Private Equity 100 Day Plans Vs Strategic Plans

Most private equity firms give at least lip service to some version of a 100-Day Plan upon closing the investment transaction in a new portfolio company. Given the laundry list of post-close action items, the effort makes sense. Even so, does the 100-Day Plan actually create value? Not likely. However, the 100-Day Plan mitigates risk, so chalk this up to good defense.

Whereas defense may keep teams from losing the game, offense scores the points that win the game. This reality should shift leadership focus to strategic planning. But wait a minute! Doesn’t the investment thesis cover strategy? Of course, but the investment thesis does not “operationalize” strategy. Strategy is only vindicated when it results in accelerated earnings before interest, taxes, depreciation, and amortization (EBITDA) growth. “Operationalizing” strategy (the investment thesis) is tactical and must be owned by the portfolio company leadership team. Middle Market Methods suggests a planning session for the benefit of the portfolio company leadership team-not the private equity firm deal team. Using a different moniker for the endeavor also precludes confusion. How about calling it the “Value Creation Roadmap?”

What should the Value Creation Roadmap accomplish? The first objective is introducing the key process owners of the business model to the investment thesis. Depending on who negotiated the deal for the portfolio company, these leaders and their subordinates may still be in shock about the change of ownership, much less the expectations of them for EBITDA growth. When business model process owners initially encounter the typical “3X in 3” investment thesis, they often reflexively emote-followed by awkward moments toward reestablishing composure. This reaction, however, may be the best due diligence the private equity firm deal team encounters. This is the second objective the Value Creation Roadmap: identifying what the leadership team knows that the investors do not know about the scalability of the business model. By engaging those who actually run the core processes of the company, valuable insights are gleaned, including (i) corroborated due diligence, (ii) clarified due diligence, (iii) invalidated due diligence, and (iv) missed due diligence. add more happiness to your life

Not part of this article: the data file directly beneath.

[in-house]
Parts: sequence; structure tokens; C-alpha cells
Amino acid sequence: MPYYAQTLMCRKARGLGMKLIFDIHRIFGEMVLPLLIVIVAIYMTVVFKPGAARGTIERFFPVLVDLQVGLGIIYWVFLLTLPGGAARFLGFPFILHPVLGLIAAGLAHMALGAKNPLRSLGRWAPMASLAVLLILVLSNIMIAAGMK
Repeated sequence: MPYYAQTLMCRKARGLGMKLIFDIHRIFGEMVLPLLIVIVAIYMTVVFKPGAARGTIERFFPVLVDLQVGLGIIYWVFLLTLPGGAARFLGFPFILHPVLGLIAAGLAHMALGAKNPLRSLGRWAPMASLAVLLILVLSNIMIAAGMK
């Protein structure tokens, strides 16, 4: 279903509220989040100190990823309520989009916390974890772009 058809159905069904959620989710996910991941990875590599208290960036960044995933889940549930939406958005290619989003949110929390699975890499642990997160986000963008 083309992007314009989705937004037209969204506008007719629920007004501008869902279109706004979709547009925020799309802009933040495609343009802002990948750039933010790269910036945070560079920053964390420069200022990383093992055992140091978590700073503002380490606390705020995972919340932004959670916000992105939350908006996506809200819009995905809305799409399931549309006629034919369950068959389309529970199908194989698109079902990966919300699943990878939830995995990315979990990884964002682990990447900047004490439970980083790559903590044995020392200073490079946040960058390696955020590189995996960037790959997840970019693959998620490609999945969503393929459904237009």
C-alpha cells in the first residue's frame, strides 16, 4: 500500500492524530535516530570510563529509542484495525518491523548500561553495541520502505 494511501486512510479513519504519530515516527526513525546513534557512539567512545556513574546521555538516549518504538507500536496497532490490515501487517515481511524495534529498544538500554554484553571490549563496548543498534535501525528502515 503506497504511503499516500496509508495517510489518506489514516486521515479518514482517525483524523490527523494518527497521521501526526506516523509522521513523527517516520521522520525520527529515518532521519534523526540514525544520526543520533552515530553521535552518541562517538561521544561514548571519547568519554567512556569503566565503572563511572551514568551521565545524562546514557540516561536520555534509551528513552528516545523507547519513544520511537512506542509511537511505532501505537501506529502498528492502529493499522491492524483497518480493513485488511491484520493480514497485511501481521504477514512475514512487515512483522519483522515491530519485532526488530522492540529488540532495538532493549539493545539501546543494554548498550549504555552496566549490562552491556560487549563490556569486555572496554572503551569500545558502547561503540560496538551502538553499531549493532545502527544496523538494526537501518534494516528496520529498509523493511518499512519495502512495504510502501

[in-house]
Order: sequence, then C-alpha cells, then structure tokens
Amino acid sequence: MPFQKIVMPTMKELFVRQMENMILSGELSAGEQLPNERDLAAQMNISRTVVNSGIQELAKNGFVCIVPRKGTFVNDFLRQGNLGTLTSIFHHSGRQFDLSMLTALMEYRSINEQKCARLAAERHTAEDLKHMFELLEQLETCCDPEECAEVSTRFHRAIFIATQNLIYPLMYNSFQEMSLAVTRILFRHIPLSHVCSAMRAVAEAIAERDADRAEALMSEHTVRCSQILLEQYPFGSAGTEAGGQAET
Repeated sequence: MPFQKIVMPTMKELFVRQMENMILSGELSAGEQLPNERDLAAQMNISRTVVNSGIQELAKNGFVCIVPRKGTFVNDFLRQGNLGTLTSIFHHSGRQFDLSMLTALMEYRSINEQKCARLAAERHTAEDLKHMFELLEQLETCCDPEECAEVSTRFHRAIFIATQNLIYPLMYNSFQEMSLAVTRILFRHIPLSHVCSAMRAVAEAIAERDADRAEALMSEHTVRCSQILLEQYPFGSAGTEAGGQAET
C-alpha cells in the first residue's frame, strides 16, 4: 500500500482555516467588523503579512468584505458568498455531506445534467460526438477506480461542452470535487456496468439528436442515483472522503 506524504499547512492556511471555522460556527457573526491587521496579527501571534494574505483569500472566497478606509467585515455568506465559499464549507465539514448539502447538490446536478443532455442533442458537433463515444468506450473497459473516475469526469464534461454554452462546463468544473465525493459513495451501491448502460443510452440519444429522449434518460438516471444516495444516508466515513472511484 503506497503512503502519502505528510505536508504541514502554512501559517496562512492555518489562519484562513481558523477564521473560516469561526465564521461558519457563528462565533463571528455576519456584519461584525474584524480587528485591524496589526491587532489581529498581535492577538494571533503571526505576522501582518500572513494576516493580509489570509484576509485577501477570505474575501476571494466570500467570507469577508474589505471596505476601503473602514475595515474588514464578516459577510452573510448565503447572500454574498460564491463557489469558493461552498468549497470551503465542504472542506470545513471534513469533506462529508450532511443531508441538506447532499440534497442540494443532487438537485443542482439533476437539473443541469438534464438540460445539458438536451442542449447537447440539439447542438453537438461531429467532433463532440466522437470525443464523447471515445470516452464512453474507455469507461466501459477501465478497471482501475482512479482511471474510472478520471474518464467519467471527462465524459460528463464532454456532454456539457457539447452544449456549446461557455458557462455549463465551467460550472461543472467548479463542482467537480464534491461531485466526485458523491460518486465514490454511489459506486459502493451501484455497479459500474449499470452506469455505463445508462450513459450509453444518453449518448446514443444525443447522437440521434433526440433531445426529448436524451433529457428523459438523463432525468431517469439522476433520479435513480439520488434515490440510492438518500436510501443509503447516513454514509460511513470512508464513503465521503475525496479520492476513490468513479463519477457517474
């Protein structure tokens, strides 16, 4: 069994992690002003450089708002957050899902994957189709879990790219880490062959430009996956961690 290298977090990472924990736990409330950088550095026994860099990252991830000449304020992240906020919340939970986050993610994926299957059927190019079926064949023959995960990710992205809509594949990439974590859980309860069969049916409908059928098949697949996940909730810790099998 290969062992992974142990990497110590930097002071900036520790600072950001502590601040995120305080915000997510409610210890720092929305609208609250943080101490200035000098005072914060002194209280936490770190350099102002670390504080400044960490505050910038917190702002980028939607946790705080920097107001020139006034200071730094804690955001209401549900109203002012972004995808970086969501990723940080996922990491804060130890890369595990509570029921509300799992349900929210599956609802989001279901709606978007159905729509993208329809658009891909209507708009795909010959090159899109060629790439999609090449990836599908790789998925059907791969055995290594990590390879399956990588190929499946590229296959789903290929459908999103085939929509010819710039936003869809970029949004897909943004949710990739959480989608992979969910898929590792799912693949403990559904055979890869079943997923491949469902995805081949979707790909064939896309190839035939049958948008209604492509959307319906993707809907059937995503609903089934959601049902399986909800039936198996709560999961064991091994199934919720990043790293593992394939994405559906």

Okay. Now what? Given a finite resource pool, leadership teams need to prioritize the initiatives that, in colloquial terms, accomplish “the mostest with the leastest” (sic). This is the third objective of the Value Creation Roadmap: establishing the “vital few” accretive initiatives. As Larry Bossidy and Ram Charan remind leaders inĀ Execution: The Discipline of Getting Things Done, less is more, i.e., teams do better in knocking out a choice few deliverables at a time. What happens when the “vital few” require bandwidth or skills beyond the realm of reality for the portfolio company leadership team? The answer addresses the fourth objective of the Value Creation Roadmap: identifying capabilities vs. necessities. This is a “moment of truth” for the private equity deal team. By sourcing among the private equity firm’s subject matter expert network, the deal team builds relational bridges with the portfolio company leadership team while simultaneously supporting the value creation endeavor. Of course, some private equity firms have operating partners who may cover the supplemental skill sets needed by the portfolio company initiative. Even so, a bullpen of relievers is advisable for three reasons. First, the operating partners may also have exhausted their bandwidth. Second, some types of deliverables are so infrequent that the firm is better served by outsourcing than staffing. Third, an outsider may occasionally have more situational flexibility than a member of the firm.

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